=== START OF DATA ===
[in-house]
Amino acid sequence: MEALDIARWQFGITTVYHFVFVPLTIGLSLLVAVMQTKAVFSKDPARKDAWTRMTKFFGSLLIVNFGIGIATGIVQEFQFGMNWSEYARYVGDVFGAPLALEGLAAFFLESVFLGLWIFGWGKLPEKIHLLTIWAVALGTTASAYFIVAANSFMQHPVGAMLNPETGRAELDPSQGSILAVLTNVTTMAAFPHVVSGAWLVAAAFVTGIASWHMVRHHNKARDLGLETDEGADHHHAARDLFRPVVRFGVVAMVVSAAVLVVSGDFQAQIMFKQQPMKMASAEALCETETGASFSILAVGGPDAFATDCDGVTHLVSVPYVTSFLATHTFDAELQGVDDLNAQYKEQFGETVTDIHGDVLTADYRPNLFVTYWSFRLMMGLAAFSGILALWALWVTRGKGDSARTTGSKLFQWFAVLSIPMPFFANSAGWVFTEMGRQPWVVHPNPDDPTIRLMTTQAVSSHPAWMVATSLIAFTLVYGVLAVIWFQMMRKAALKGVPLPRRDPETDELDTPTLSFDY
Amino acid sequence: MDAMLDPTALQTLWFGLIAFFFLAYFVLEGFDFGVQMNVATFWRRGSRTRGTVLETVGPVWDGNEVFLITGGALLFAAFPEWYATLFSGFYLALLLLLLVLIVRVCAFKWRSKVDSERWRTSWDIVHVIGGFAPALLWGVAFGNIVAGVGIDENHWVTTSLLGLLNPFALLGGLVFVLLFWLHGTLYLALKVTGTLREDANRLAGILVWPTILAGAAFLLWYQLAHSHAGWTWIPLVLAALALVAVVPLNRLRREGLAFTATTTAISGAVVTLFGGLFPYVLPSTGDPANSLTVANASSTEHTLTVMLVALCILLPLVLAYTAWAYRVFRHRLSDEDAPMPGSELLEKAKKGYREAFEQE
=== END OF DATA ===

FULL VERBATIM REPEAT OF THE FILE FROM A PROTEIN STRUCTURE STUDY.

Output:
[in-house]
Amino acid sequence: MEALDIARWQFGITTVYHFVFVPLTIGLSLLVAVMQTKAVFSKDPARKDAWTRMTKFFGSLLIVNFGIGIATGIVQEFQFGMNWSEYARYVGDVFGAPLALEGLAAFFLESVFLGLWIFGWGKLPEKIHLLTIWAVALGTTASAYFIVAANSFMQHPVGAMLNPETGRAELDPSQGSILAVLTNVTTMAAFPHVVSGAWLVAAAFVTGIASWHMVRHHNKARDLGLETDEGADHHHAARDLFRPVVRFGVVAMVVSAAVLVVSGDFQAQIMFKQQPMKMASAEALCETETGASFSILAVGGPDAFATDCDGVTHLVSVPYVTSFLATHTFDAELQGVDDLNAQYKEQFGETVTDIHGDVLTADYRPNLFVTYWSFRLMMGLAAFSGILALWALWVTRGKGDSARTTGSKLFQWFAVLSIPMPFFANSAGWVFTEMGRQPWVVHPNPDDPTIRLMTTQAVSSHPAWMVATSLIAFTLVYGVLAVIWFQMMRKAALKGVPLPRRDPETDELDTPTLSFDY
Amino acid sequence: MDAMLDPTALQTLWFGLIAFFFLAYFVLEGFDFGVQMNVATFWRRGSRTRGTVLETVGPVWDGNEVFLITGGALLFAAFPEWYATLFSGFYLALLLLLLVLIVRVCAFKWRSKVDSERWRTSWDIVHVIGGFAPALLWGVAFGNIVAGVGIDENHWVTTSLLGLLNPFALLGGLVFVLLFWLHGTLYLALKVTGTLREDANRLAGILVWPTILAGAAFLLWYQLAHSHAGWTWIPLVLAALALVAVVPLNRLRREGLAFTATTTAISGAVVTLFGGLFPYVLPSTGDPANSLTVANASSTEHTLTVMLVALCILLPLVLAYTAWAYRVFRHRLSDEDAPMPGSELLEKAKKGYREAFEQE